FREEDOM OF INFORMATION COMMISSION
OF THE STATE OF CONNECTICUT
In the Matter of a Complaint by FINAL DECISION
Dennis J. Anziano,
against Docket #FIC 90-399
Madison Board of Police Commissioners,
Respondent(s) December 12, 1990
The above-captioned matter was heard as a contested case on November 27, 1990, at which time the complainant and the respondent appeared and presented testimony, exhibits and argument on the complaint.
After consideration of the entire record, the following facts are found and conclusions of law are reached:
1. The respondent is a public agency within the meaning of 1-18a(a), G.S.
2. By letter of complaint dated November 1, 1990 and filed with the Commission on November 6, 1990, the complainant alleged that between October 19, 1990 and October 29, 1990, the respondent held three special meetings and at each meeting an executive session was improperly convened and held to discuss the complainant's performance and health regarding an incident at a McDonald's restaurant on October 12, 1990 (hereinafter "performance").
3. Specifically, the complainant alleged that the respondent failed to notify him of its intention to discuss his performance at each of the three executive sessions held, and the respondent instructed him not to attend the second and third executive sessions it held.
4. It is found that on October 19, 22 and 29, 1990, the respondent held special meetings at which executive sessions were convened to discusss the complainant's performance.
Docket #FIC 90-399 Page 2
5. 1-18a(e)(1), G.S., states in relevant part that the public may be excluded from a meeting of a public agency at which there is a discussion concerning: ". . . the appointment, employment, performance, evaluation, health or dismissal of a public officer or employee, provided (emphasis added) that such individual may require that discussion be held at an open meeting . . . ."
6. It is found that the complainant is a "public officer or employee" within the meaning of 1-18a(e)(1), G.S.
7. It is found that the respondent failed to inform the complainant of his right to have the discussions about his performance held in a public rather than an executive session.
8. It is found that, although the complainant received no prior notification of the respondent's intention to discuss him in an executive session, he attended the special meeting and executive session held on October 19, 1990 solely because he had attended another meeting at the same location immediately prior to the commencement of the respondent's special meeting and executive session.
9. It is also found that immediately prior to the convening of the October 29, 1990 executive session the respondent telephoned the complainant at his residence and instructed him to be prepared to make himself available in case the respondent needed to speak with him during the course of the executive session.
10. It is found that the instructions that the complainant received from the respondent, as set forth in paragraph 9 of the findings, above, could have reasonably been construed as a directive to the complainant to remain in his residence and not appear at the executive session.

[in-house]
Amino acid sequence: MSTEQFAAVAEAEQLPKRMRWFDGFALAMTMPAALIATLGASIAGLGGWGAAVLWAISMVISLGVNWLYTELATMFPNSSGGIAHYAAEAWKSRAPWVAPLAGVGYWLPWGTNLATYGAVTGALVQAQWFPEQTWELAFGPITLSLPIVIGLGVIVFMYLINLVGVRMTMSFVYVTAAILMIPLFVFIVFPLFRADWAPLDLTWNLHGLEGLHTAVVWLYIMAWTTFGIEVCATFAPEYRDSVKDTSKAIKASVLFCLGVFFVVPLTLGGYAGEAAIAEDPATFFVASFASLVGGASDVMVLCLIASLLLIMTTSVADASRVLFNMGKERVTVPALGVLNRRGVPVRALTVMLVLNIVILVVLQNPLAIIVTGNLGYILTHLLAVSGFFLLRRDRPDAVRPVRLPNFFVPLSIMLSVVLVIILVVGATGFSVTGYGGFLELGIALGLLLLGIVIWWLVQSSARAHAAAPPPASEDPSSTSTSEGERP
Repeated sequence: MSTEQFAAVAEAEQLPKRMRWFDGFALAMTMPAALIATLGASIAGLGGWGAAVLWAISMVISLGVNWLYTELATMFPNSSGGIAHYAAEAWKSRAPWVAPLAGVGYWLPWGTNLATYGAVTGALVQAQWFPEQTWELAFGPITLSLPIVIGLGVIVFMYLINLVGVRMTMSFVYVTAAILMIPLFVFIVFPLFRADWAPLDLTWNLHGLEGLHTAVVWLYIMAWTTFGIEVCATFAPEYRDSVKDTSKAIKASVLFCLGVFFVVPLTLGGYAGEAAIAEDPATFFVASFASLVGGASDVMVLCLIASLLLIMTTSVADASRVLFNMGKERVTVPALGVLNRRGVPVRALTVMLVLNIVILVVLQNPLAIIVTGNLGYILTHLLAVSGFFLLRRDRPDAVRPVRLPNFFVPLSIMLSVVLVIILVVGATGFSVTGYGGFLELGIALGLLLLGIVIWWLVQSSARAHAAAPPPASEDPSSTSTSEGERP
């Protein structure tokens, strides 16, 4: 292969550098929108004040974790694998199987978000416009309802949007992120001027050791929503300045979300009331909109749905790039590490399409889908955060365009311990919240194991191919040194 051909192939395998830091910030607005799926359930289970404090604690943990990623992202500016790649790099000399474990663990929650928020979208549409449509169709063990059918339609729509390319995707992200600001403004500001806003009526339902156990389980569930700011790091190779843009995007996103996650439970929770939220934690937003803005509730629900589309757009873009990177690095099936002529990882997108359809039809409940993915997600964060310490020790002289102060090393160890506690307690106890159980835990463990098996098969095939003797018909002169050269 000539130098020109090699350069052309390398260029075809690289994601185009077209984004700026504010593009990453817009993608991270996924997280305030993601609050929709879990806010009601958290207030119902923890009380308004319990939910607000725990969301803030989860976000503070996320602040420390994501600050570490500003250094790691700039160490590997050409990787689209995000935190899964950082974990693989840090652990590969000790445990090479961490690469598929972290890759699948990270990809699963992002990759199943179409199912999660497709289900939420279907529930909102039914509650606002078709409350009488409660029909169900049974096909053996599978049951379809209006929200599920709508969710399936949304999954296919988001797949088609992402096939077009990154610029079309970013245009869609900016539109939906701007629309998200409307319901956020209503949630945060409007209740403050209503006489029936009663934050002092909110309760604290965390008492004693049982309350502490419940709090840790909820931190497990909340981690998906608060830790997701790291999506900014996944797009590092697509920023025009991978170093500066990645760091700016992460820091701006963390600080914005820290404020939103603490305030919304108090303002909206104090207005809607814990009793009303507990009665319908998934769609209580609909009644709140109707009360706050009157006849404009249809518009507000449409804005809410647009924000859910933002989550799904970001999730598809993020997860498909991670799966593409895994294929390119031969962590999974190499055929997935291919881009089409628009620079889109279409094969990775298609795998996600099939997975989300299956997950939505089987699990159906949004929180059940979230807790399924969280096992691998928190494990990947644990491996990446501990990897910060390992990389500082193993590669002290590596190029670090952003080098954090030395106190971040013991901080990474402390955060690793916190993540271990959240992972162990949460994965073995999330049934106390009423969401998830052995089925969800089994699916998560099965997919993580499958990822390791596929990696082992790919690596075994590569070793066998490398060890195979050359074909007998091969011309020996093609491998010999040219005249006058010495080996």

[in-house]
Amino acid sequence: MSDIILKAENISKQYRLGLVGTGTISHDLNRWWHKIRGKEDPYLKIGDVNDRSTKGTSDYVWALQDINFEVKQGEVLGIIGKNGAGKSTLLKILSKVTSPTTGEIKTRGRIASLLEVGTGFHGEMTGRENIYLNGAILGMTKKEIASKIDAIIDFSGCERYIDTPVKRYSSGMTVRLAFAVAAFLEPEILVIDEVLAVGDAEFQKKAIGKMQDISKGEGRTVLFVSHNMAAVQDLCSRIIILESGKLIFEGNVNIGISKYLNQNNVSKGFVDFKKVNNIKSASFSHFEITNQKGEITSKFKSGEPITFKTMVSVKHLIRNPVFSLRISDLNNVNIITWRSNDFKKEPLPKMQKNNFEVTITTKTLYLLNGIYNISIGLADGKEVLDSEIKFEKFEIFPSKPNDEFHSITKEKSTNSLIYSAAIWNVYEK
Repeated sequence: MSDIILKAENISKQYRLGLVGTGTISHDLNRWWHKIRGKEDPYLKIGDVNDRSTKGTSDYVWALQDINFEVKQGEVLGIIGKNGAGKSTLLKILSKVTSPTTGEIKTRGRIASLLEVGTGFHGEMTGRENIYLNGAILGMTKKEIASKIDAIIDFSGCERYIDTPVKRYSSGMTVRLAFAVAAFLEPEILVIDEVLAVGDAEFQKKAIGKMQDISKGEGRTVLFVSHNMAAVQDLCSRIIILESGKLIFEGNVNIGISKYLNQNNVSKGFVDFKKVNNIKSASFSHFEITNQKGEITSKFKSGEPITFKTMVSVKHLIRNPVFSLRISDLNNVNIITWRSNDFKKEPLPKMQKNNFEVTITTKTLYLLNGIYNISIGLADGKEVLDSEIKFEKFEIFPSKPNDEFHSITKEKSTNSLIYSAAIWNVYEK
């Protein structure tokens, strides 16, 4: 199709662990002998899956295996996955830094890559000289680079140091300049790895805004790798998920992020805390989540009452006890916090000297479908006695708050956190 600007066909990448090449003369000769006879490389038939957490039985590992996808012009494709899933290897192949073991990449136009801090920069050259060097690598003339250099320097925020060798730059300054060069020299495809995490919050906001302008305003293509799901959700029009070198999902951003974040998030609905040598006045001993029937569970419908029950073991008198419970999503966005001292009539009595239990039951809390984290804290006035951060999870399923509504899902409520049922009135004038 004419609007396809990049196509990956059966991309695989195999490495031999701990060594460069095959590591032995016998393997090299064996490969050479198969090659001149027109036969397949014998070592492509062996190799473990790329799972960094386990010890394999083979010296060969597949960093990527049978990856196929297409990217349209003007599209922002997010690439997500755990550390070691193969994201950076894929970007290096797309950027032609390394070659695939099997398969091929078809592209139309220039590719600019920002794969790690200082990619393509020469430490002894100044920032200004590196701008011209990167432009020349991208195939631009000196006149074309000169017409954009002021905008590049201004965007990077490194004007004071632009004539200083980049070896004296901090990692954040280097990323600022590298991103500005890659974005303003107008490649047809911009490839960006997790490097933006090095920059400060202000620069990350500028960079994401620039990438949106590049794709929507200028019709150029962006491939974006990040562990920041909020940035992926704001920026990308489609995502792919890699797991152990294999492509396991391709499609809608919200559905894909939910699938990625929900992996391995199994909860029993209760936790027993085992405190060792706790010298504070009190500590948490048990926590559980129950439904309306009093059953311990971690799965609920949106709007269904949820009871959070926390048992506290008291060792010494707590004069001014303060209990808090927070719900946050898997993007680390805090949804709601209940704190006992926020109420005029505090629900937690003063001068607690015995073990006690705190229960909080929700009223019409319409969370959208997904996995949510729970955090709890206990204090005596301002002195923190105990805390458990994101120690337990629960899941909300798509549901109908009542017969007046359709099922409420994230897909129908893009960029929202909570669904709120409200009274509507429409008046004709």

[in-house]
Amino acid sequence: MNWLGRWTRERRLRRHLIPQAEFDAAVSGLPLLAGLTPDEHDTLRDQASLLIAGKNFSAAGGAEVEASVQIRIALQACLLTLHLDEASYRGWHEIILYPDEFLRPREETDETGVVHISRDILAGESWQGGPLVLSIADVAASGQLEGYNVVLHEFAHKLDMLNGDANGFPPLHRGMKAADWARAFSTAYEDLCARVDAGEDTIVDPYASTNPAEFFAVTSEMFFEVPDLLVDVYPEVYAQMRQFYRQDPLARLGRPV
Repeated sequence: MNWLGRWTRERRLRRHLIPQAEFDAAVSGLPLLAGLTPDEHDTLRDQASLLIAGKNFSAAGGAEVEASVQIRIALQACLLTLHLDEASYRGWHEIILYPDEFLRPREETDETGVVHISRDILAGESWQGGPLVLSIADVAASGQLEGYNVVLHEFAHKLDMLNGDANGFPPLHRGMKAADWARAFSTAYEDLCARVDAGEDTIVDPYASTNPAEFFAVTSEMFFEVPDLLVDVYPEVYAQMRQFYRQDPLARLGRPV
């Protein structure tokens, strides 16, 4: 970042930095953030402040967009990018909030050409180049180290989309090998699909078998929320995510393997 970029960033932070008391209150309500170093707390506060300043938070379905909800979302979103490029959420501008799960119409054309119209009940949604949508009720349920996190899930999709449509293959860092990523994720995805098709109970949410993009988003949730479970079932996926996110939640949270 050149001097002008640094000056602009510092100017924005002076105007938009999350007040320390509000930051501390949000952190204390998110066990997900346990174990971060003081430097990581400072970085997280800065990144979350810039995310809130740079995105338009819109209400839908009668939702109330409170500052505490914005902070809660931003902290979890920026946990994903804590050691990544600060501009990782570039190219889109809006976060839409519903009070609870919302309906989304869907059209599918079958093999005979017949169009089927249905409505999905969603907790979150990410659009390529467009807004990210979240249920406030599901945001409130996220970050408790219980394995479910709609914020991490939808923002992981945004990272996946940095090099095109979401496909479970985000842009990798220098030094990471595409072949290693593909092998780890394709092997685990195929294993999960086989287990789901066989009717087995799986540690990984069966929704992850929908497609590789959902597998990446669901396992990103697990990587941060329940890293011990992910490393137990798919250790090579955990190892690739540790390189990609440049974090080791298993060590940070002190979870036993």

11. It is therefore found that the respondent failed to give the complainant meaningful notice of its intention to convene in executive session to discuss his performance at the respondent's October 19, 22 and 29, 1990 meetings.
12. It is therefore concluded that the executive sessions held to discuss the complainant's performance at the respondent's October 19, 22 and 29, 1990 meetings were convened in violation of 1-18a(e)(1), G.S.
Docket #FIC 90-399 Page 3
13. It is found that on October 29, 1990, after adjourning the executive session and reconvening the public meeting the respondent made a motion and voted to reprimand the complainant for his performance.
14. It is concluded that the respondent's motion for a reprimand was a direct result of its investigation and discussions about the complainant's performance which were illegally held in executive session at the respondent's October 19, 22 and 29, 1990 meetings.
The following order by the Commission is hereby recommended
on the basis of the record concerning the above-captioned complaint:
1. The respondent's action to reprimand the complainant, as described in paragraphs 13 and 14 of the findings, above, is hereby declared null and void.
2. Henceforth the respondent shall act in strict compliance with the notice requirements for an executive session discussion of a personnel matter as set forth in 1-18a(e)(1), G.S.
3. The Commission advises the respondent that the protection which is expressly given under 1-18a(e)(1), G.S., is given to the individual who is the subject of the discussion. Therefore, the prerogative to exercise that protection belongs to the subject of the discussion who must be afforded a meaningful opportunity to indicate his preference for open or closed discussions.
4. The respondent is further advised that the Commission will not tolerate blatant disregard of 1-18a(e)(1), G.S.
Approved by order of the Freedom of Information Commission at its regular meeting of December 12, 1990.
Tina C. Frappier
Acting Clerk of the Commission
Docket #FIC 90-399 Page 4
PURSUANT TO SECTION 4-180(c), G.S. THE FOLLOWING ARE THE NAMES OF EACH PARTY AND THE MOST RECENT MAILING ADDRESS, PROVIDED TO THE FREEDOM OF INFORMATION COMMISSION, OF THE PARTIES OR THEIR AUTHORIZED REPRESENTATIVE.
THE PARTIES TO THIS CONTESTED CASE ARE:
DENNIS J. ANZIANO
c/o Ralph E. Wilson, Esq.
210 South Main Street
Middletown, CT 06457
MADISON BOARD OF POLICE COMMISSIONERS
c/o Gail S. Kotowski, Esq.
58 Boston Street
P.O. Box 37
Guilford, CT 06437
Tina C. Frappier
Acting Clerk of the Commission